Krystalline Apostate said...

chris - most of the 'arrested development' jive stems from proponents of the pro-Aryan invasion (not to be confused w/the 'brudderhood' in prison'). It was good old fashioned Eurocentrism. The Greeks would send their philosophers up there to study, & there was plenty of interplay between cultures.
I was taught as a child that Marco Polo was the 1st European to go to the far east (Cathay aka China).
Technologically, India's still somewhat backwards - I understand that they have problems w/plumbing.
India is 1 of the birthplaces of the martial arts (at least the more sophisticated kind).

beepbeepitsme said...

The transmigration concept seems like its origin is in animism or animatism.


People believe that both living and non-living things have an innate power or "personality".

People believe that humans have an innate power of personality called "the soul" or the "lifeforce" or whatever which can exist outside of the physical body.

Say a person in the family dies. The immediate family is looking for signs that the soul, power, lifeforce of the person still exists.

The family member who died, had a favourite red sweater. They also disliked getting out of bed early.

If the tribe was in Indonesia, for example, and they came across an especially hairy red orangutan, it would be possible for them to believe that the soul of their tribal member had departed into that of the orangutan.

This would be confirmed by them if the oranggutan displayed characteristics which they decided emulated the characteristics of the tribal member in his life.

So much of this "religious thinking" seems to be based upon a very dodgy, nonprescriptive and ill-defined process of correlating 2 or more unrelated events.

Krystalline Apostate said...

BBIM - Transmigration? Hmmmm...perhaps a supposed correlation between birds migrating & large groups of deaths? The whippoorwills were considered psychopomps - carriers of souls.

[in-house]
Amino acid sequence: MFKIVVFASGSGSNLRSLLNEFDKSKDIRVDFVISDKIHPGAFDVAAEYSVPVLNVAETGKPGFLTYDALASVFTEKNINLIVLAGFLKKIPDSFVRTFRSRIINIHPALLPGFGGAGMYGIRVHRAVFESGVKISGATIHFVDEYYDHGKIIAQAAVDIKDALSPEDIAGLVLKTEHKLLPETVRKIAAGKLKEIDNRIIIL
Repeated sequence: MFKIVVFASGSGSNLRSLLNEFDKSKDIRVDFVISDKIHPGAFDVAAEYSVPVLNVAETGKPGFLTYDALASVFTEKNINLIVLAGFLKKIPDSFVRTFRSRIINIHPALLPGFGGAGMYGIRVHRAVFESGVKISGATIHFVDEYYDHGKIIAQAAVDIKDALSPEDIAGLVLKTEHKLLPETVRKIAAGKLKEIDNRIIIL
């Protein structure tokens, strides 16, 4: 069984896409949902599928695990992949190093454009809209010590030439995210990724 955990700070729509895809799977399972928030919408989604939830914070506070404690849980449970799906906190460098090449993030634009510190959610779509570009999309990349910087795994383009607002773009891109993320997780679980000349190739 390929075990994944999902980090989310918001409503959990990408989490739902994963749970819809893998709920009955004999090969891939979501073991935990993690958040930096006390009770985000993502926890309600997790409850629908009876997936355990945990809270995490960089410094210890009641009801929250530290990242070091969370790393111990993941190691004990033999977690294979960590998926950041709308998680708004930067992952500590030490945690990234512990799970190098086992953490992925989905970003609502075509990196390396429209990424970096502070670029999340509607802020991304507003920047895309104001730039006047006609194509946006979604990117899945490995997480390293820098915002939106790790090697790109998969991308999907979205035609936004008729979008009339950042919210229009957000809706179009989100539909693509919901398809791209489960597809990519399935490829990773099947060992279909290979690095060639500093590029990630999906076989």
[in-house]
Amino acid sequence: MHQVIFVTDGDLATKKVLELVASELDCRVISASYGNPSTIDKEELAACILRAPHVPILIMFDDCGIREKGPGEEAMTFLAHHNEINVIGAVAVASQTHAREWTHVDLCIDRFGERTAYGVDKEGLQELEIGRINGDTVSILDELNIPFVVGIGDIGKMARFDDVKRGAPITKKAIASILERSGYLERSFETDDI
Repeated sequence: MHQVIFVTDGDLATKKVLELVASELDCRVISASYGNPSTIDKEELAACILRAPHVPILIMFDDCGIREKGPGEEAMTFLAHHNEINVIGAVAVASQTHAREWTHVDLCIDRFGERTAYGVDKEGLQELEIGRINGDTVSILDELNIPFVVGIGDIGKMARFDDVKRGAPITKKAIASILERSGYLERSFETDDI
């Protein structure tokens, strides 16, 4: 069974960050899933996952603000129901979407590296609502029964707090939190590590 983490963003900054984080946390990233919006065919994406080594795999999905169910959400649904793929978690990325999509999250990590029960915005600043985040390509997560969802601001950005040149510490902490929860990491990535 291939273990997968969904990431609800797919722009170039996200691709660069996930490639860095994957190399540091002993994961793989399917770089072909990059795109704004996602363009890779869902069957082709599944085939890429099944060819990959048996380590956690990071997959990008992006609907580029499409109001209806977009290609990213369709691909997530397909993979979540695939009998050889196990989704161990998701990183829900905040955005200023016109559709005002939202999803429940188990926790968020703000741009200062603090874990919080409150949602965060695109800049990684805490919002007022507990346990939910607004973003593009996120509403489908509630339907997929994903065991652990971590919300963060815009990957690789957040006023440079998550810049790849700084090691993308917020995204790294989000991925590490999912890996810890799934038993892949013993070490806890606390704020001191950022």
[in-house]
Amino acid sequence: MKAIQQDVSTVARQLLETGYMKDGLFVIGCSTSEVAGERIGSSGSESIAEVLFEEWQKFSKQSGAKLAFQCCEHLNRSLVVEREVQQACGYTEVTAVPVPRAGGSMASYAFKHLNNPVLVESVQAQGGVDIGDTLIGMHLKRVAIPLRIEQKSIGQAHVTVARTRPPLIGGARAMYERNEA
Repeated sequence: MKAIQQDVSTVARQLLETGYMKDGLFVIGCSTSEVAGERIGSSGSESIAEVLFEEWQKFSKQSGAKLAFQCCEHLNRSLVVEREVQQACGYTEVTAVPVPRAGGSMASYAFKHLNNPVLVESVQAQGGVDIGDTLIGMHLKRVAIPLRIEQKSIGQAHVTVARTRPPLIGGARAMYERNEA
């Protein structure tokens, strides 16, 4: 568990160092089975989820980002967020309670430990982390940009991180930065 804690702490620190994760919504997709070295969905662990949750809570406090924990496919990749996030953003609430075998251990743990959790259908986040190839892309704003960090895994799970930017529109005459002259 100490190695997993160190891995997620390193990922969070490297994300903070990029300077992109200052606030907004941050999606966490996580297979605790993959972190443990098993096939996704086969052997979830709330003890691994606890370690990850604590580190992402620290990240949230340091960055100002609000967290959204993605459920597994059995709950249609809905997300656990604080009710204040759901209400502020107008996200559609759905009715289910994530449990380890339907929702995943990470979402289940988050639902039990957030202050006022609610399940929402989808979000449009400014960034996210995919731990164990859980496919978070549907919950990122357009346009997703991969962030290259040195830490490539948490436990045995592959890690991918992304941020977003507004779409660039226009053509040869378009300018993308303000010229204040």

Chris Bradley said...


I bet you'll be shocked that I know a fair bit about the Aryans (not the brudderhood in prison, no, hehe). My favorite Aryan bit? That Ireland and Iran translate to the same thing: the land of the Aryans. :)

I could also go on a fair bit about technology in India. Er, my education, such as it is, is in the history and philosophy of science, which doesn't mean that you should believe me on those grounds but to suggest that I've done at least a casual persual of the subject matter. I mean, as a writer, I have no problem talking out of my ass, but if you're interested I'd be happy to post a bit about Indian technology relative to the West from a historical perspective, including a bit about why things are as they currently are. ;)

Krystalline Apostate said...

chris - no, I'd not be shocked. I think I saw something over at your blog about Max Mueller - 19th CE Orientalist, 1 of the propounders of said theory.
I mean, as a writer, I have no problem talking out of my ass, but if you're interested I'd be happy to post a bit about Indian technology relative to the West from a historical perspective, including a bit about why things are as they currently are.
Oh, hey, it gets the creative juices going? Go to, my man, go to!
I'm more the sinophile myself - I can go on about China & Japan for hours.

2ndlook said...

There are 3 very interesting things developments.

One - the clay tablets of Boghazkoi
second - DNA mapping done to verify the invasion theory
3rd the Amarna letters. The amount of crap we have been fed is awesome. For second look at some of this stuff go to http://2ndrelook.blogspot.com/